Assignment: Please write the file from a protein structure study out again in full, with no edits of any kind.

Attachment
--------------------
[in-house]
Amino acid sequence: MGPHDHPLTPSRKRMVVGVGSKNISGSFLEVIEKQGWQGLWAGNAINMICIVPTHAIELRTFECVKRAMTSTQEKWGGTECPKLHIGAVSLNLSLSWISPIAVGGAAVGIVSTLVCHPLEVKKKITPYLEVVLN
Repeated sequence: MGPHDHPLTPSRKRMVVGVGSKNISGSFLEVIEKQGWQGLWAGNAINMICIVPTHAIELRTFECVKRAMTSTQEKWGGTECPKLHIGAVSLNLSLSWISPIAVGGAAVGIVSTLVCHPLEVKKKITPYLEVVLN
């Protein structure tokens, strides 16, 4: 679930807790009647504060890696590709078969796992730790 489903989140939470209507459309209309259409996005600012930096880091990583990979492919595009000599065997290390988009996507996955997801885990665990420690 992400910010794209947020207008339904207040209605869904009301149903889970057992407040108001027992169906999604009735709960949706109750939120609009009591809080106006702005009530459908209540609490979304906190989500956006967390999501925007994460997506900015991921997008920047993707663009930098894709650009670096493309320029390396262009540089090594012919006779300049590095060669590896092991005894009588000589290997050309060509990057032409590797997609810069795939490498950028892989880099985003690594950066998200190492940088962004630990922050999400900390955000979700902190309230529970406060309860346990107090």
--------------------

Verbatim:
[in-house]
Amino acid sequence: MGPHDHPLTPSRKRMVVGVGSKNISGSFLEVIEKQGWQGLWAGNAINMICIVPTHAIELRTFECVKRAMTSTQEKWGGTECPKLHIGAVSLNLSLSWISPIAVGGAAVGIVSTLVCHPLEVKKKITPYLEVVLN
Repeated sequence: MGPHDHPLTPSRKRMVVGVGSKNISGSFLEVIEKQGWQGLWAGNAINMICIVPTHAIELRTFECVKRAMTSTQEKWGGTECPKLHIGAVSLNLSLSWISPIAVGGAAVGIVSTLVCHPLEVKKKITPYLEVVLN
């Protein structure tokens, strides 16, 4: 679930807790009647504060890696590709078969796992730790 489903989140939470209507459309209309259409996005600012930096880091990583990979492919595009000599065997290390988009996507996955997801885990665990420690 992400910010794209947020207008339904207040209605869904009301149903889970057992407040108001027992169906999604009735709960949706109750939120609009009591809080106006702005009530459908209540609490979304906190989500956006967390999501925007994460997506900015991921997008920047993707663009930098894709650009670096493309320029390396262009540089090594012919006779300049590095060669590896092991005894009588000589290997050309060509990057032409590797997609810069795939490498950028892989880099985003690594950066998200190492940088962004630990922050999400900390955000979700902190309230529970406060309860346990107090």